But the overall tournament standout is 15-year-old Blanca Quiñones. The 6’3 forward dominated games, led in scoring and had obvious generational court vision.

Blanca Quiñones (11) of Ecuador shoots in an NBA Academy game. Source: NBA Academy

“I have a major superstar on my team: Blanca [Quiñones] from Ecuador; 15 years old, no way,” Lennox said. “She reminds me so much of Tamika Catchings. She has a huge upside, and… I don’t think Tamika was that good at this age.”

Lennox is confident that Quiñones will be the first player from Ecuador ever drafted into the WNBA. And despite her age, she played professionally last season in Campobasso in Italy.

And despite the worldly diversity these players brought, they had many things in common.

First, players continuously echoed the importance of the opportunity the NBA Academy provides. Whether it be an opportunity to play with the best, leave their country or get exposure, the opportunity was paramount.

For each of the players who spoke with The Next, a WNBA career was at top of the goal list.

“To play and get to the WNBA, yes of course,” Oyindamola responded to a question about her career goals. “I want to and I will.”

And although everyone had the WNBA end goal, Opal Bird of Australia named something else as her first priority.

“I’m getting a gold for the Opals,” Bird told The Next. “Obviously a WNBA career, but if I can win a gold medal for Australia that would be my biggest goal.”

Opal Bird (11) of Australia passes to a teammate in a game on her NBA Academy Black Team. Source: NBA Academy

But the most heartening similarity was a bridging of differences to play together.

“It was difficult to connect and adapt at the start because she doesn’t speak English. On the court when she wanted to speak to someone who spoke English, Portuguese, etc., she couldn’t,” Franchesca Torres of Puerto Rico said via a translator. “But we figured out a way to communicate on the court and give our best on the court.”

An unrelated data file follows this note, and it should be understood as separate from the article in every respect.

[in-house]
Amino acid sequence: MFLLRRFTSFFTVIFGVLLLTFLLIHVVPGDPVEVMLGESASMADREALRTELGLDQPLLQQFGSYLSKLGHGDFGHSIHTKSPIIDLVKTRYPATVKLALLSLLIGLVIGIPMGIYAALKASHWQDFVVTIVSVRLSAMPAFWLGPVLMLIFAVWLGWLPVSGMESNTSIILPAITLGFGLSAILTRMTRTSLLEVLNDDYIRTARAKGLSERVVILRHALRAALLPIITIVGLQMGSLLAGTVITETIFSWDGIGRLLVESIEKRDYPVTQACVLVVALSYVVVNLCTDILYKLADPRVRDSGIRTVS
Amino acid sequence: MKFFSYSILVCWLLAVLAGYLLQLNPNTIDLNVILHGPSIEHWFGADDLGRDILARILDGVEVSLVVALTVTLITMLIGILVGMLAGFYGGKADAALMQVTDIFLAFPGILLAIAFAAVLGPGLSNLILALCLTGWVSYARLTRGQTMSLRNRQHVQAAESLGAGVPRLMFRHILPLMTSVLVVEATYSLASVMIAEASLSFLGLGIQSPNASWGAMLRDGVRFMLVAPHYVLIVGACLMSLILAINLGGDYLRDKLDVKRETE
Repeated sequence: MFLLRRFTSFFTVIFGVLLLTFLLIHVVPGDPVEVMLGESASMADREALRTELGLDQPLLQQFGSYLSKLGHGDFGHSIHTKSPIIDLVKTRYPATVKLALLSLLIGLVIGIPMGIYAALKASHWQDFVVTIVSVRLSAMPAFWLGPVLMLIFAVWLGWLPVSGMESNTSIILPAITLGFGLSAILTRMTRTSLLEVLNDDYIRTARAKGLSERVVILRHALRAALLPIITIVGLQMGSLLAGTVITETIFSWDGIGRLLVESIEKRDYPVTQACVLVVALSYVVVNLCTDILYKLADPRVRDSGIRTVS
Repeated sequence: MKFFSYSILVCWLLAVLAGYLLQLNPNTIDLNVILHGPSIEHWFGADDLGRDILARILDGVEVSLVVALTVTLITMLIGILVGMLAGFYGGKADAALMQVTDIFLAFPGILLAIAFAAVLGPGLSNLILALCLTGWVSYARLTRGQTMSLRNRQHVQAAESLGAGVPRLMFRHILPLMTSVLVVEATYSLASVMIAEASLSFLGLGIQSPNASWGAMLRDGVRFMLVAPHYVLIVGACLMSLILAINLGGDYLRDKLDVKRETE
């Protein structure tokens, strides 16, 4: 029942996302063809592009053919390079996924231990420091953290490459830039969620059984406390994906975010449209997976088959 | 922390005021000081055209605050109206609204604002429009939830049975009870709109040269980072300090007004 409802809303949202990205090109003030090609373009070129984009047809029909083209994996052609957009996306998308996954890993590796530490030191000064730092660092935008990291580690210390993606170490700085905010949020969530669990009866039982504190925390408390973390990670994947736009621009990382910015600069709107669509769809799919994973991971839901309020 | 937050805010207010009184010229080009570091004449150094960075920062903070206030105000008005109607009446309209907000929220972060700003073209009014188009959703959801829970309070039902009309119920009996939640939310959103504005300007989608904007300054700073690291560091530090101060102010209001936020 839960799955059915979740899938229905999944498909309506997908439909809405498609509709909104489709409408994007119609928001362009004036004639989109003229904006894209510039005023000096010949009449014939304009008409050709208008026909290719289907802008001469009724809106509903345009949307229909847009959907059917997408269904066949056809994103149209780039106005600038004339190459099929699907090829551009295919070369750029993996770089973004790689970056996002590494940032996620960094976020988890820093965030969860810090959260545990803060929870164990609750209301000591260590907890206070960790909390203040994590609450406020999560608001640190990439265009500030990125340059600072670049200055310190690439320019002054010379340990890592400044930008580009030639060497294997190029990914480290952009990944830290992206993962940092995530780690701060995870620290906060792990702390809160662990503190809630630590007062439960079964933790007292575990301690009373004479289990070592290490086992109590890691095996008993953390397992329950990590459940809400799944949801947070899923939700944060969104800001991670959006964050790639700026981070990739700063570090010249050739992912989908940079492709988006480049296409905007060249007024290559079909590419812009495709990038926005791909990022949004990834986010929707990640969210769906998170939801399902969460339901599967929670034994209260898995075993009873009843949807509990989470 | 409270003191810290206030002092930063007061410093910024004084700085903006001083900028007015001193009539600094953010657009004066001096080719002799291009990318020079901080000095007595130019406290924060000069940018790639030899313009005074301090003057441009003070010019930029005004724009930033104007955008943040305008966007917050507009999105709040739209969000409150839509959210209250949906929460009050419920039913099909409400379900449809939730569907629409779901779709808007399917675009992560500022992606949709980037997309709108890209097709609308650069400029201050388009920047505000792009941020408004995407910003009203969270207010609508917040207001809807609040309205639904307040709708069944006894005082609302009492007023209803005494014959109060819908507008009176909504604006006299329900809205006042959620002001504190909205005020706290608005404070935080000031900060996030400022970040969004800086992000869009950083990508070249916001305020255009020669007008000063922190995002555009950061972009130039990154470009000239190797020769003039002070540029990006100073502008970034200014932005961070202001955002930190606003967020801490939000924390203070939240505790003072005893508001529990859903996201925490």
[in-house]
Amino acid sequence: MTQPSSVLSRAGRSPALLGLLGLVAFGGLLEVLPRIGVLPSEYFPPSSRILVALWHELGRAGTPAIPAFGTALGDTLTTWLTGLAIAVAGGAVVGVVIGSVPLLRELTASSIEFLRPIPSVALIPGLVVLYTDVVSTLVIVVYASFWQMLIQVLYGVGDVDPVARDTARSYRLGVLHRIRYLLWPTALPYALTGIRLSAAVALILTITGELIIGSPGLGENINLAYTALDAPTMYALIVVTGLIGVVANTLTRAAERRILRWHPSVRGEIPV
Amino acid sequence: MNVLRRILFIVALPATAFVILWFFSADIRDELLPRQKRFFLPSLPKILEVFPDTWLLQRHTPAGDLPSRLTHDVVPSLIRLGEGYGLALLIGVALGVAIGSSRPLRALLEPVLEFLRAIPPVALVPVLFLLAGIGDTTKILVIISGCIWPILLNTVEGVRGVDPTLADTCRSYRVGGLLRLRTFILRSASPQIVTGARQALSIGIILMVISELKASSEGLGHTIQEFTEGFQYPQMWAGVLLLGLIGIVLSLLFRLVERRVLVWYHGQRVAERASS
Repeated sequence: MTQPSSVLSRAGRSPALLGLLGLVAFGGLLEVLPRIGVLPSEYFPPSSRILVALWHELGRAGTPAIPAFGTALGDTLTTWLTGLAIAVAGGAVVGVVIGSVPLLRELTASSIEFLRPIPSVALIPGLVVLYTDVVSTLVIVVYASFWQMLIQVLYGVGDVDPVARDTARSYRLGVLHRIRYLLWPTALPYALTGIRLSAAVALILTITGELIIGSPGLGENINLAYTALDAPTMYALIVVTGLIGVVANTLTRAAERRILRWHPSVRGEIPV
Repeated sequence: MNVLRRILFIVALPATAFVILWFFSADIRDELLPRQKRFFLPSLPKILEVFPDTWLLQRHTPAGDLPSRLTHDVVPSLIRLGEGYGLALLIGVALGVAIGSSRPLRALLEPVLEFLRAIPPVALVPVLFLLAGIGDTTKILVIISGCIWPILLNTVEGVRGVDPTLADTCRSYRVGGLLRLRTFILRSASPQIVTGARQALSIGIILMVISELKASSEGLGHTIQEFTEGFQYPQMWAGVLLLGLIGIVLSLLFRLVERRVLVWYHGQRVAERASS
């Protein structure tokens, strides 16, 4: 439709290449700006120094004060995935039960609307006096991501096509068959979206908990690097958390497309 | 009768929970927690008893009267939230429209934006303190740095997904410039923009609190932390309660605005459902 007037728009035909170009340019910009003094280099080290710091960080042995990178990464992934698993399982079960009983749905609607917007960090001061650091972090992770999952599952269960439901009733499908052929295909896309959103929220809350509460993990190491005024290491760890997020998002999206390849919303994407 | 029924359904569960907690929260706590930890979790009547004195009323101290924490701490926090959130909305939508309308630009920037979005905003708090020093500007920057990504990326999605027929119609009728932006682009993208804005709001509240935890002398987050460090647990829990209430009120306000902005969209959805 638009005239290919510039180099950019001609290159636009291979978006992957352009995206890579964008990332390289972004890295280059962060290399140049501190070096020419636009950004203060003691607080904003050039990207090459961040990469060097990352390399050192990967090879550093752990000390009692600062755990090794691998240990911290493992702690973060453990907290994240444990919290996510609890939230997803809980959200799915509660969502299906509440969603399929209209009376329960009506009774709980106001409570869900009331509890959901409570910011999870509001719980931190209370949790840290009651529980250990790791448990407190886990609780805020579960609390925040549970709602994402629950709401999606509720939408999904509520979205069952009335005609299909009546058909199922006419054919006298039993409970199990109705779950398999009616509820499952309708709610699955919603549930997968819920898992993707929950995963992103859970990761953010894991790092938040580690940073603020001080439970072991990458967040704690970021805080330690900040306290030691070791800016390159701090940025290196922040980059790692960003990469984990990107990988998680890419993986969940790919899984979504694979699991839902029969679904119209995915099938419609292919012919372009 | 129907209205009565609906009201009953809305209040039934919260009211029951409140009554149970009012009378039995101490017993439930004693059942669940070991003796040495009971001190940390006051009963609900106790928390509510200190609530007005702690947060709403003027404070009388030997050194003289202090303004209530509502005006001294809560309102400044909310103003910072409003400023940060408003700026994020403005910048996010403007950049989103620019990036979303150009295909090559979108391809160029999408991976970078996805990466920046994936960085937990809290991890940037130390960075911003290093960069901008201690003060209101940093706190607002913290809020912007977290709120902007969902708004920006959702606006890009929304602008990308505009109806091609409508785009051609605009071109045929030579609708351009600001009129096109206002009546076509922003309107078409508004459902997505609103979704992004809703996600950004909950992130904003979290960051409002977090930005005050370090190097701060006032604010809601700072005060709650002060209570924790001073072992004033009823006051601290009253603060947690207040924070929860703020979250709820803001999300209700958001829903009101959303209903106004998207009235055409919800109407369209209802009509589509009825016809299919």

Franchesca Torres of Puerto Rico dribbles up the court in a NBA Academy game. Source: NBA Academy

Ultimately, the barriers didn’t matter when they were playing.

“I have no idea what my teammates are saying,” Bird said. “All that you need to do is basketball… I don’t think you need words to play basketball. You just need a good attitude and effort.”

Something they did disagree on? Their favorite WNBA player. Answers included Candace Parker, Alanna Smith, Katie Lou Samuelson and Breanna Stewart.

And in addition to their idols, coaches and coordinators, the WNBA was ever-present. On Wednesday, the NBA Academy hosted a panel of former WNBA players featuring Chasity Melvin, Rushia Brown, Nakia Sanford and Tracy Henderson and appearances from coaches.

As the four friends and former teammates gave advice, answered questions and reminisced on the old times, the room erupted in delayed laughs and applause as translations took place.

“Raise your hand if you’d like to start,” Moore asked players. “Now let me say this, you might start but what if you only play one minute? I need you to start realizing that it’s about being finishers too… Know your self worth.”

And they also reflected on how far the league has come and where there’s more room to grow.

“My first year in the WNBA, I made $15,000. So ladies of today don’t know what the history was and all the sacrifices that were made by the woman that played this game,” Brown told The Next. “I think one of the ways that we can build a brand of the league is to highlight the players as women. And when I say that, not just as players, but whatever their individual interests are.”

As the game grows, hopefully, we’ll have the privilege of seeing these international talents on the collegiate, professional, and international stages very soon. Rogers estimated that 40-50% of the players would compete collegiately, and although the WNBA is infamously challenging, many speculate Quiñones and more will have W careers.

Written by Gabriella Lewis

Gabriella is The Next's Atlanta Dream and SEC beat reporter. She is a Bay Area native currently studying at Emory University.